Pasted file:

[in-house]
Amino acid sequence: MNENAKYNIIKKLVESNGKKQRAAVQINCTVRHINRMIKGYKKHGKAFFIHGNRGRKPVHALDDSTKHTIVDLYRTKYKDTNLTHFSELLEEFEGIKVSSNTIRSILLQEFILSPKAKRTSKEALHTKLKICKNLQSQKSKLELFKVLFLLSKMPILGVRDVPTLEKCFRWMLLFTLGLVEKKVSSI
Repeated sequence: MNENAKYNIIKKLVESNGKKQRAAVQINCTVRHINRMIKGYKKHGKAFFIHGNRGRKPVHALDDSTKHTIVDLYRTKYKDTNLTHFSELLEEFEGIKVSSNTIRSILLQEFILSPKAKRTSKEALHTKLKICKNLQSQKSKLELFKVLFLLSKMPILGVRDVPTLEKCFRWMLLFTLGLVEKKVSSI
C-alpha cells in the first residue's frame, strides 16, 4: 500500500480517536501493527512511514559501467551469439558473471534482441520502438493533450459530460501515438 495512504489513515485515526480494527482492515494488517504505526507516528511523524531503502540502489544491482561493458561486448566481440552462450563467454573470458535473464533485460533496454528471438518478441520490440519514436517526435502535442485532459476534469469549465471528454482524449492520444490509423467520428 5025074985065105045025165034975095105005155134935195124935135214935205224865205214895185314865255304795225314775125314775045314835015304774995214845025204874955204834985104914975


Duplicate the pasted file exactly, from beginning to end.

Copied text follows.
[in-house]
Amino acid sequence: MNENAKYNIIKKLVESNGKKQRAAVQINCTVRHINRMIKGYKKHGKAFFIHGNRGRKPVHALDDSTKHTIVDLYRTKYKDTNLTHFSELLEEFEGIKVSSNTIRSILLQEFILSPKAKRTSKEALHTKLKICKNLQSQKSKLELFKVLFLLSKMPILGVRDVPTLEKCFRWMLLFTLGLVEKKVSSI
Repeated sequence: MNENAKYNIIKKLVESNGKKQRAAVQINCTVRHINRMIKGYKKHGKAFFIHGNRGRKPVHALDDSTKHTIVDLYRTKYKDTNLTHFSELLEEFEGIKVSSNTIRSILLQEFILSPKAKRTSKEALHTKLKICKNLQSQKSKLELFKVLFLLSKMPILGVRDVPTLEKCFRWMLLFTLGLVEKKVSSI
C-alpha cells in the first residue's frame, strides 16, 4: 500500500480517536501493527512511514559501467551469439558473471534482441520502438493533450459530460501515438 495512504489513515485515526480494527482492515494488517504505526507516528511523524531503502540502489544491482561493458561486448566481440552462450563467454573470458535473464533485460533496454528471438518478441520490440519514436517526435502535442485532459476534469469549465471528454482524449492520444490509423467520428 5025074985065105045025165034975095105005155134935195124935135214935205224865205214895185314865255304795225314775125314775045314835015304774995214845025204874955204834985104914975